One year ago, Rachel Notley’s NDP government was in its last weeks in power at the Alberta Legislative Assembly. The merger of the PC and Wild Rose parties had successfully coalesced into the new United Conservative Party under leader Jason Kenney, and polls throughout the winter and spring of 2019 were unanimous: although Notley’s party was still holding its own in voting intentions, the UCP appeared poised for a clear majority.
On election day in April, the 338Canada electoral model had the UCP as a 25-to-1 favourite to win a majority government. That evening, Kenney lead his party to a decisive victory with the UCP winning 63 of the province’s 87 seats. Although the NDP had received more votes in absolute terms than 2015, the UCP tidal wave reduced the NDP to only 24 seats. Neither the Alberta Party nor the Alberta Liberals managed to win a single seat.
Today, after nearly one year in power in the Alberta legislature, Premier Kenney still holds a commanding lead over the Alberta NDP, according to a new poll from Mainstreet Research commissioned by 338Canada.
The poll asked this question: “If the provincial election were held today, which party would you vote for?” Here are the full results:
The UCP holds a statistically significant eight-point lead over the NDP, 41 per cent to 33 per cent. The Alberta Party, still without a permanent leader, stands as a distant third with five per cent.
Here are the results of decided and leaning respondents:
Close to half of decided and leaning respondents (47 per cent) support Kenney’s UCP. Let’s recall that in April 2019, the UCP had surpassed expectations by winning 55 per cent of the vote in what was the highest voter turnout for an Alberta election in decades (the final poll average had the UCP closer to the 50 per cent mark). It is therefore reasonable to conclude that Kenney has maintained most of his support after his first 10 months in power.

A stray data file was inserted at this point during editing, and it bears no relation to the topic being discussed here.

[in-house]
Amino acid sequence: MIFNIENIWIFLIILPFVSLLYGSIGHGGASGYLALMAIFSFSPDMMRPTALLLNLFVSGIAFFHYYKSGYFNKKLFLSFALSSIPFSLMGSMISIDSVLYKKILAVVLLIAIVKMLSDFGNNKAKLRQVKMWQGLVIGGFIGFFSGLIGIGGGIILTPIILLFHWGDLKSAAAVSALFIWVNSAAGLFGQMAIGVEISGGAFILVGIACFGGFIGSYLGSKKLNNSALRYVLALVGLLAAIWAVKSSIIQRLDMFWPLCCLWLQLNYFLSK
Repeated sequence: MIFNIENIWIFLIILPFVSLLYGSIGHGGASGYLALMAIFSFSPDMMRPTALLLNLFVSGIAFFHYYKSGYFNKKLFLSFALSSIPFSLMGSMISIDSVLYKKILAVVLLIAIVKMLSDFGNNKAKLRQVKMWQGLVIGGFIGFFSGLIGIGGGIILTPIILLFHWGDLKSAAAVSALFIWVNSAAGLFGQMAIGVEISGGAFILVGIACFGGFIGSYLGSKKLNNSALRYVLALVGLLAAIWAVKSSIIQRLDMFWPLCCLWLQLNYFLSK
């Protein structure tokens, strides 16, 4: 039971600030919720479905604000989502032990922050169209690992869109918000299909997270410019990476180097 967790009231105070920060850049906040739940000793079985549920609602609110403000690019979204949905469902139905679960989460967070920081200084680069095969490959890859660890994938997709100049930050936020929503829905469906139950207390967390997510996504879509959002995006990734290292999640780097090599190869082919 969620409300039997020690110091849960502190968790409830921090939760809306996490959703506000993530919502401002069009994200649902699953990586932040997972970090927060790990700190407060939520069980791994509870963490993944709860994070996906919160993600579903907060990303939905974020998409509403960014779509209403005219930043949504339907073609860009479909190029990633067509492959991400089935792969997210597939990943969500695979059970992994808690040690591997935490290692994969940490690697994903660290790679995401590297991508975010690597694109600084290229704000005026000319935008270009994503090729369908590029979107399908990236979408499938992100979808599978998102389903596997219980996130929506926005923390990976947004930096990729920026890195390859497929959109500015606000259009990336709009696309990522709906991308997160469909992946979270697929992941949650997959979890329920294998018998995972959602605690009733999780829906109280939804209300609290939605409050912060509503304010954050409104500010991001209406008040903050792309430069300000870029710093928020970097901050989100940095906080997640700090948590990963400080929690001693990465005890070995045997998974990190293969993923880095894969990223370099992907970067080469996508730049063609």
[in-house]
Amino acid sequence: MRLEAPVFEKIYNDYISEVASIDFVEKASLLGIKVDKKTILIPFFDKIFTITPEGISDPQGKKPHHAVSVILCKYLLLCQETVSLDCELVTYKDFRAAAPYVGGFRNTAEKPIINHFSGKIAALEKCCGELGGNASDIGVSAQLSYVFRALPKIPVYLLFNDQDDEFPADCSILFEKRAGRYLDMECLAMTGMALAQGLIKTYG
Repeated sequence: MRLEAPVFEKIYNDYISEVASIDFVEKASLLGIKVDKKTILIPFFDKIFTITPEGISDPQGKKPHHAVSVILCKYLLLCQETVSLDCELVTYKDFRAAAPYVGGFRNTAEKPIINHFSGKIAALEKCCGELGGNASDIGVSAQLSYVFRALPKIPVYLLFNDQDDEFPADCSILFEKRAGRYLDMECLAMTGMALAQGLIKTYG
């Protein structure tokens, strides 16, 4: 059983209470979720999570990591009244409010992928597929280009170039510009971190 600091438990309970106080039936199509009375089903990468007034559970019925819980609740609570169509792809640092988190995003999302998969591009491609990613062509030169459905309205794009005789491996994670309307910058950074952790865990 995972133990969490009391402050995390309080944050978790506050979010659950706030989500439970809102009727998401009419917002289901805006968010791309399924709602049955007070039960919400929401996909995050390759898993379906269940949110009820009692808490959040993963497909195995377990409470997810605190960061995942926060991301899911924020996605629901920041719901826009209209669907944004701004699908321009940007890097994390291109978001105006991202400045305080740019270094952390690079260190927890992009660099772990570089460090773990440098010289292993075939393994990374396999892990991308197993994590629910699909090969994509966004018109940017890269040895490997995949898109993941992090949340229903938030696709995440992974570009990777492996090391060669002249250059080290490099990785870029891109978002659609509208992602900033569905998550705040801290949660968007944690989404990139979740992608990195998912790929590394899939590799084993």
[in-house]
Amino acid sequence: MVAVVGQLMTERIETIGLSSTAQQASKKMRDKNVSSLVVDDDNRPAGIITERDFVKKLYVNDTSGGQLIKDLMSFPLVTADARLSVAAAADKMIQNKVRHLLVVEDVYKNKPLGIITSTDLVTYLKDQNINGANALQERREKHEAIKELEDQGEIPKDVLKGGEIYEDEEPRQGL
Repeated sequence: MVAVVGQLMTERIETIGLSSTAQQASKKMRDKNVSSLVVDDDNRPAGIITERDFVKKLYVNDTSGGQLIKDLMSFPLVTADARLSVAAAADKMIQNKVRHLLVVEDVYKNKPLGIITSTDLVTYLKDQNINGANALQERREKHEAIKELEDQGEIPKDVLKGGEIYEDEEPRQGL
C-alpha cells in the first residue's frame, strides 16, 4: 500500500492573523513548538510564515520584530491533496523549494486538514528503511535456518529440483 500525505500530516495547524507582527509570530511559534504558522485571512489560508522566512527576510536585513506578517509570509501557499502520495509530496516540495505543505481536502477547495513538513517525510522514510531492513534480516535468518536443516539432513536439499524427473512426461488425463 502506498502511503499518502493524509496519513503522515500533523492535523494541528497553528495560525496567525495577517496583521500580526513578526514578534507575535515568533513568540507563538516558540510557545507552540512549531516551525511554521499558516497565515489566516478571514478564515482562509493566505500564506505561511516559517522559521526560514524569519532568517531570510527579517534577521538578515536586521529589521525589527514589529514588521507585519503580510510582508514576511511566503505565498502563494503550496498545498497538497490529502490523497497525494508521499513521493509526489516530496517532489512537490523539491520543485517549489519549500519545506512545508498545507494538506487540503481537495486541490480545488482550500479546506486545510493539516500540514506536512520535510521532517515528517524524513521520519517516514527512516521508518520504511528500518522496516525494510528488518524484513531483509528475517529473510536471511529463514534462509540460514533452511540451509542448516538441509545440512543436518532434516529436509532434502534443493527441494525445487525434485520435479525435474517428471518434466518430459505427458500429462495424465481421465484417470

As for the NDP, the party remains competitive in Alberta’s two major cities, but is lagging the UCP by as much as 25 points in the rest of Alberta. According to the poll’s data, the NDP is statistically tied with the UCP in Calgary and is leading by six points in Edmonton. Naturally, we must use caution with regional subsamples because of the higher uncertainty of the results. Nevertheless, these numbers are in line with past election results and trends. In Alberta, just like Quebec, Ontario, and at the federal level, the urban-rural divide dominates the political landscape.
Also, according to this poll, the Alberta NDP is leading by five points among women voters, but the UCP is leading by 22 points among men. That gender divide was also apparent at the federal level last October, albeit not by such a wide margin.
Visit the 338Canada Alberta page for vote and seat projections for all 87 Alberta electoral districts.
The poll was conducted on Feb. 22, 2020 by automated telephone interviews (IVR: Interactive Voice Response) and was commissioned by 338Canada. The poll’s total sample size is 751 respondents and the margin of error for this probabilistic sample is just under ±4 per cent. Details and tables of the poll can be found on this page.